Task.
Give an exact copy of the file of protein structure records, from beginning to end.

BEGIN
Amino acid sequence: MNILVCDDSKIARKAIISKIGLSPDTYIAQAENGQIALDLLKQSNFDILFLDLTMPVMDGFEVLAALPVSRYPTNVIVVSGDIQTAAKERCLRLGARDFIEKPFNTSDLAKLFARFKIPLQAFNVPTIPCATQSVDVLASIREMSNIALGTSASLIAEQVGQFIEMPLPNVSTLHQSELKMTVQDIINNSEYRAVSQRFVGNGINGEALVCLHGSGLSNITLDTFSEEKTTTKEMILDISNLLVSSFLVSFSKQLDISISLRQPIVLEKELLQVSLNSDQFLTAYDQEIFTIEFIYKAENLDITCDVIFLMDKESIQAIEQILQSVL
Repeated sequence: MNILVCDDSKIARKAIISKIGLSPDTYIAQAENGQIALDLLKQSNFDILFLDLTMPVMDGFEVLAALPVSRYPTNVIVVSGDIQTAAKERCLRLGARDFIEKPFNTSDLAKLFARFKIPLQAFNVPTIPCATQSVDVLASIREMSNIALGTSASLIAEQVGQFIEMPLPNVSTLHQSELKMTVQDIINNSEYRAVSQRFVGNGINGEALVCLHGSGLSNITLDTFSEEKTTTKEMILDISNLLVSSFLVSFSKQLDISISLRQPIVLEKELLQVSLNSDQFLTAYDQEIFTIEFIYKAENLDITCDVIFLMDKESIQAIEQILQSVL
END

Amino acid sequence: MNILVCDDSKIARKAIISKIGLSPDTYIAQAENGQIALDLLKQSNFDILFLDLTMPVMDGFEVLAALPVSRYPTNVIVVSGDIQTAAKERCLRLGARDFIEKPFNTSDLAKLFARFKIPLQAFNVPTIPCATQSVDVLASIREMSNIALGTSASLIAEQVGQFIEMPLPNVSTLHQSELKMTVQDIINNSEYRAVSQRFVGNGINGEALVCLHGSGLSNITLDTFSEEKTTTKEMILDISNLLVSSFLVSFSKQLDISISLRQPIVLEKELLQVSLNSDQFLTAYDQEIFTIEFIYKAENLDITCDVIFLMDKESIQAIEQILQSVL
Repeated sequence: MNILVCDDSKIARKAIISKIGLSPDTYIAQAENGQIALDLLKQSNFDILFLDLTMPVMDGFEVLAALPVSRYPTNVIVVSGDIQTAAKERCLRLGARDFIEKPFNTSDLAKLFARFKIPLQAFNVPTIPCATQSVDVLASIREMSNIALGTSASLIAEQVGQFIEMPLPNVSTLHQSELKMTVQDIINNSEYRAVSQRFVGNGINGEALVCLHGSGLSNITLDTFSEEKTTTKEMILDISNLLVSSFLVSFSKQLDISISLRQPIVLEKELLQVSLNSDQFLTAYDQEIFTIEFIYKAENLDITCDVIFLMDKESIQAIEQILQSVL